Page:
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CBA update - owners & union have changed the 2020 Franchise Tag start date

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Washington Redskins v Minnesota Vikings Photo by Hannah Foslien/Getty Images

NFL Network’s Tom Pelissero seems to have taken the lead role as the guy who has the best sources and fastest twitter fingers for reporting on the CBA. His Twitter timeline is a veritable gold mine of information about what’s gone on with the CBA negotiations this week.

Here’s his latest:

Previous to this, teams could begin to designate franchise tags players starting 25 February, and extending through 10 March. This joint decision from the NFL and NFLPA is stongly indicative that the two sides believe that there may be progress on the agreement as a result of the scheduled meeting between owners and union leaders on Tuesday the 25th in Indianapolis.

Instituting a 48-hour delay in the first significant rule to impact the 2020 league year may provide enough time for the negotiation teams to clear the air on some sticking points and move forward on ratification of a new CBA in time to beat the (new) 27 February date for teams to begin designating franchise-tagged players.

Pelissero’s tweet offers an alternative arrangement if the deadline isn’t met, saying that if agreement isn’t reached prior to 27 February, then teams will be allowed to apply both the franchise tag and transition tag to players, as per the provisions of the current (2011) CBA, which has special rules for this, the final year of the agreement.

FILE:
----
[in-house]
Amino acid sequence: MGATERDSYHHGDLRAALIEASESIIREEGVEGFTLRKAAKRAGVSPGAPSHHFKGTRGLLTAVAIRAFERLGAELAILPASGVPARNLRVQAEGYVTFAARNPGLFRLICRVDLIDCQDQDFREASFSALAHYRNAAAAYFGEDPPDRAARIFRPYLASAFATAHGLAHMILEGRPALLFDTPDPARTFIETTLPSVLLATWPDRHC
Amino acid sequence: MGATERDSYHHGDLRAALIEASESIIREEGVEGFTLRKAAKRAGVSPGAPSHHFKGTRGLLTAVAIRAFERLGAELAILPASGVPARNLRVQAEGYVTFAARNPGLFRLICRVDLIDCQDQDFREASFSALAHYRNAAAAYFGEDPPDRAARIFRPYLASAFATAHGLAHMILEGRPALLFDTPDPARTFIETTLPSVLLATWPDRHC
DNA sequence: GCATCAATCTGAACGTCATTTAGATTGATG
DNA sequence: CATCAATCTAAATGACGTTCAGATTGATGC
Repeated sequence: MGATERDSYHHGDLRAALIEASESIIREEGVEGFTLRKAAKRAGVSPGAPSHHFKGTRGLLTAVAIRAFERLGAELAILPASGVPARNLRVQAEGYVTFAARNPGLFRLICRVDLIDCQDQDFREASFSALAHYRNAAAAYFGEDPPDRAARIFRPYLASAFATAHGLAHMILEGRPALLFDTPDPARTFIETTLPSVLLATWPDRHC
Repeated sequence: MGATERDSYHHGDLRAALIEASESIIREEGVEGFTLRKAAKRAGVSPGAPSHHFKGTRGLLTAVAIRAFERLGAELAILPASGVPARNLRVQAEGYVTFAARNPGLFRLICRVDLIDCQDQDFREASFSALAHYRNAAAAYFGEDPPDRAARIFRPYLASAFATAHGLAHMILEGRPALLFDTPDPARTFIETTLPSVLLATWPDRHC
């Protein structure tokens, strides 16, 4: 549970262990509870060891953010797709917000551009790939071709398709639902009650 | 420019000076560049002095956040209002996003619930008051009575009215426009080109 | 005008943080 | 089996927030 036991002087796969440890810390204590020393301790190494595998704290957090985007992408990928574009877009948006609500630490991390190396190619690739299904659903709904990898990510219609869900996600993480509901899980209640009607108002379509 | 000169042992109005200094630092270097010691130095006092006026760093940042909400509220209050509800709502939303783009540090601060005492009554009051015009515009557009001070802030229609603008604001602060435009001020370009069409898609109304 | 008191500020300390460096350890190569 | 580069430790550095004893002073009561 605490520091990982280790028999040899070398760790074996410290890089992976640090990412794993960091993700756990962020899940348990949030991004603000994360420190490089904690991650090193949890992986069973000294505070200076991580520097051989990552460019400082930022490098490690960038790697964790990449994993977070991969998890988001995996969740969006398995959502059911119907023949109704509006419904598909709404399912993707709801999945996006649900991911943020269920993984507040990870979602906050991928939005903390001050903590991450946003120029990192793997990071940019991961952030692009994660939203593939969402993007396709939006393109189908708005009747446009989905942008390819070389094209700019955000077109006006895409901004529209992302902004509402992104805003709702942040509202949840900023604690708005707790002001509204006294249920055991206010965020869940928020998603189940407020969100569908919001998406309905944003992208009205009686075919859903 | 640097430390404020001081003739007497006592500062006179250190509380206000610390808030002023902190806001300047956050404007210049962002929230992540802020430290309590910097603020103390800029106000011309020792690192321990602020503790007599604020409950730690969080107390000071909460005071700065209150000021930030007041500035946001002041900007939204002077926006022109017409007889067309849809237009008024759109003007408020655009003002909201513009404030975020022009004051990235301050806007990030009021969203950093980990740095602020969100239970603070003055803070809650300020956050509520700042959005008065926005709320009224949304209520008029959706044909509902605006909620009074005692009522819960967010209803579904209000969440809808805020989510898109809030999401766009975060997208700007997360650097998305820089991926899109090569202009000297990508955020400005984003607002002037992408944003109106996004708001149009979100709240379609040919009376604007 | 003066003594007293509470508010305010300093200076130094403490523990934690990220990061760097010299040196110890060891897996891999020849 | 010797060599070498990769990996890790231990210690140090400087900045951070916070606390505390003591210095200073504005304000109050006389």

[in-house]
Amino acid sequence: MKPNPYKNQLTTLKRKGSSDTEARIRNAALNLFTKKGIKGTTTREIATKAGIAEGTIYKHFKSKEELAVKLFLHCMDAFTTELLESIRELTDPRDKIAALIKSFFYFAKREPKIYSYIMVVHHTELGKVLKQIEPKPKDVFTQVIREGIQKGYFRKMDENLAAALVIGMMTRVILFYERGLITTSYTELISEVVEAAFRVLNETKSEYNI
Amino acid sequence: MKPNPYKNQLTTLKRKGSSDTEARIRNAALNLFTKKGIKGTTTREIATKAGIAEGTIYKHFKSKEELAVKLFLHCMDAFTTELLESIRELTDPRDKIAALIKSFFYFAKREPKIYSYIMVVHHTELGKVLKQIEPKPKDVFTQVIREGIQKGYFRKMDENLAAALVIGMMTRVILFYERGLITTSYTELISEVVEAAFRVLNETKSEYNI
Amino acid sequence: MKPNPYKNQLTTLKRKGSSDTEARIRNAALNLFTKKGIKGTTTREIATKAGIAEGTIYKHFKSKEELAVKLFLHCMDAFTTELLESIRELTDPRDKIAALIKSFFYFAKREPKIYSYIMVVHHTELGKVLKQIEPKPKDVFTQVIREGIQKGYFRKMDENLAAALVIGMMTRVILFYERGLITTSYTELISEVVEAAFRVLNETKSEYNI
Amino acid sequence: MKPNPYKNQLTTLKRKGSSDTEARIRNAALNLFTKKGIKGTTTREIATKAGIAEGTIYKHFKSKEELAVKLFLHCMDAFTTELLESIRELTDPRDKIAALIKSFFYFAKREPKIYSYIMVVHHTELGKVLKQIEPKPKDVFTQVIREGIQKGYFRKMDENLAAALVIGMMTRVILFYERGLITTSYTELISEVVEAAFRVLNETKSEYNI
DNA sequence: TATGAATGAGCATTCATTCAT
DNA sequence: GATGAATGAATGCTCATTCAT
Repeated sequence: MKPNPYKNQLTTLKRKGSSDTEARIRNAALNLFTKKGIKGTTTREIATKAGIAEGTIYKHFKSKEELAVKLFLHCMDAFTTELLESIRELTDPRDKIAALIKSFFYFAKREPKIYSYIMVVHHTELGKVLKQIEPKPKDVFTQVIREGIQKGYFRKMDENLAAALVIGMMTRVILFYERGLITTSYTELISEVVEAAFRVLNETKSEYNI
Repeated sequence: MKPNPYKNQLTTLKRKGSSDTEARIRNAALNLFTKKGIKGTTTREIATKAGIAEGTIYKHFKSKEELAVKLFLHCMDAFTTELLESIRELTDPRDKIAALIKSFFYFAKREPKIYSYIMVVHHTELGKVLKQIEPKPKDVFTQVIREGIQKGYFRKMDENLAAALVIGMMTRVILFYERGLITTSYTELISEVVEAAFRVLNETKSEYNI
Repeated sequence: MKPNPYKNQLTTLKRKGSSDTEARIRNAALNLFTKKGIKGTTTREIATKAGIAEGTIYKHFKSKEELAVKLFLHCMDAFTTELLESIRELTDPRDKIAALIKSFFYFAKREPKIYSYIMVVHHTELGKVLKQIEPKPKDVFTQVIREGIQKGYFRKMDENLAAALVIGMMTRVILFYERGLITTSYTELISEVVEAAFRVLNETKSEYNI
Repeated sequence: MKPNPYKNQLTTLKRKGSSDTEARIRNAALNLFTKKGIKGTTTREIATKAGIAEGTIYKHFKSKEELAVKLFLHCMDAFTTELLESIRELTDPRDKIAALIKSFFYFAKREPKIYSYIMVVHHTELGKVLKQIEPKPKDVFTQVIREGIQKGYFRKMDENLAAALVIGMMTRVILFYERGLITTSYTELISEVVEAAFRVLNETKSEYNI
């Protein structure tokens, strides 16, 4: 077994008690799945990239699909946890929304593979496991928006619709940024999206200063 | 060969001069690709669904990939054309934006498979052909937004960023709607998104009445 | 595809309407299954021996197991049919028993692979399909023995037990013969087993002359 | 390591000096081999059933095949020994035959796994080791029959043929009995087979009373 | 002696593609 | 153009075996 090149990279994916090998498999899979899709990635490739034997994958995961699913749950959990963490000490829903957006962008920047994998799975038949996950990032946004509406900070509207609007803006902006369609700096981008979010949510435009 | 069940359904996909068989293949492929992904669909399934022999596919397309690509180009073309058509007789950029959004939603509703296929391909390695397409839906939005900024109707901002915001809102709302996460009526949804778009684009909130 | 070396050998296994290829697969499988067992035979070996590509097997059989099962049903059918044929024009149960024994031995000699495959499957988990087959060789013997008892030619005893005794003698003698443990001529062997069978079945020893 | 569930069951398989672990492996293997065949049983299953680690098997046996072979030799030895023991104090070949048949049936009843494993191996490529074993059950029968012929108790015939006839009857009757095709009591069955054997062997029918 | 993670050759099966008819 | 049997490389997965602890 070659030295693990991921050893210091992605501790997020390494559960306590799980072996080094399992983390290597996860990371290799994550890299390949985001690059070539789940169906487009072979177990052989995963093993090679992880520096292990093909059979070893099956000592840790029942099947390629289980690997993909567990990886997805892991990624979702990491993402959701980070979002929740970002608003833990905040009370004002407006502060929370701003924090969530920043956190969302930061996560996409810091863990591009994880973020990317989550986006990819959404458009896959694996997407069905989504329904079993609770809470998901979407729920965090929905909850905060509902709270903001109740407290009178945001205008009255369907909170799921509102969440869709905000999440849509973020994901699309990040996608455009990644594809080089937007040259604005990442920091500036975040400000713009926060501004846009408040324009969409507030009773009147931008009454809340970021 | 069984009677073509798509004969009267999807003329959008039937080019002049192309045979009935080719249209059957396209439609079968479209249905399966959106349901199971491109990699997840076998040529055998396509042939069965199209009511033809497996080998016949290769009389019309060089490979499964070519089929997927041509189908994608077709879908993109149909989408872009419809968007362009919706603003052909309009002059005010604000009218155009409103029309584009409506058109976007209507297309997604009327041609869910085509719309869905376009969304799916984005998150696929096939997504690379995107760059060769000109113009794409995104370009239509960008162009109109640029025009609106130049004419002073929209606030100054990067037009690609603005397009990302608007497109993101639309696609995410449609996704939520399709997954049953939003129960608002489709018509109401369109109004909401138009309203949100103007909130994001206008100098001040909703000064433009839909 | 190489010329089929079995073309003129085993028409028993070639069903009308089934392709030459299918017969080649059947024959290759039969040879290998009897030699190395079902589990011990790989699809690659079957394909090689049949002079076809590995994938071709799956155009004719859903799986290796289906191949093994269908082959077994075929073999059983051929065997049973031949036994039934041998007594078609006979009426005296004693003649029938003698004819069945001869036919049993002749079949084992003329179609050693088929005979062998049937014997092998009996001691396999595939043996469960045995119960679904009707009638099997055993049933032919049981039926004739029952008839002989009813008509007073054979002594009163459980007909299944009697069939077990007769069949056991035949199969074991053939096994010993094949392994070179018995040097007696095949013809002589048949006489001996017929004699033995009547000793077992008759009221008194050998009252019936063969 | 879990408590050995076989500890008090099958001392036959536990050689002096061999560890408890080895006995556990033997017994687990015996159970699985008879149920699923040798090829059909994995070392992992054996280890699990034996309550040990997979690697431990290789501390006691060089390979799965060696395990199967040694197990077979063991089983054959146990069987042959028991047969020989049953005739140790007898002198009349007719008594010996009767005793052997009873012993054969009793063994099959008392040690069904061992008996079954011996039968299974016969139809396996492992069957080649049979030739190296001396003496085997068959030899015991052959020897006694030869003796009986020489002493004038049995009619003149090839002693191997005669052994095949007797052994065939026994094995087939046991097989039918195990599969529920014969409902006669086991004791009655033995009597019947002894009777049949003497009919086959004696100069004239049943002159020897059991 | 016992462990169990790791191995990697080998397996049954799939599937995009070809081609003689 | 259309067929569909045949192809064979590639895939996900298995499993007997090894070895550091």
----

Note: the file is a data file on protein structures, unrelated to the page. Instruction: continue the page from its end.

It has been previously reported that, if the new agreement is ratified ahead of the new league year, it would take effect immediately, replacing the 2011 CBA in the 2020 league year. Pelissero’s tweet tells us that, if the new agreement is ratified after teams have already designated two players under the franchise tag system, then, when the new CBA replaces the current one in the coming days, the rule would simply go back to one tag per team, and any team that had used two would get something akin to a “do over”.

While Pelissero mentions the Titans as well, the team that has gotten the most attention as likely to utilize both tags has been the Dallas Cowboys. The expectation is that they will use the Franchise Tag on Dak Prescott and the Transition Tag on Amari Cooper — a strategy that would not be available if the new agreement supplants the 2011 document. While the speculation on the Cowboys using two tags has been in the media for a long time, one suspects that Jerry and Stephen Jones have been well aware all along that the new agreement could be ratified and take the opportunity away. I have no doubt that they have a Plan B, and I could even envision Jerruh waiting a week or so to allow for clarity before making a move with the franchise tags.

This entire experience over the past few weeks has been a lesson in labor law, drama and Twitter reporting. It’s interesting to see national sports reporters learning on the fly as they ask important questions about the process that hadn’t seemed necessary just days or hours before.

Clearly, the situation in this negotiation is fluid, but the amount of wiggle room in both time and negotiating positions is wearing thin. We will soon be counting deadlines, not in days, but in hours, and failure to reach agreement, while not disastrous, would probably feel like a letdown after months of expectations. Such a lack of agreement would also open the door to labor action in the form of a lockout or strike in 2021, which wouldn’t likely be good for anyone concerned.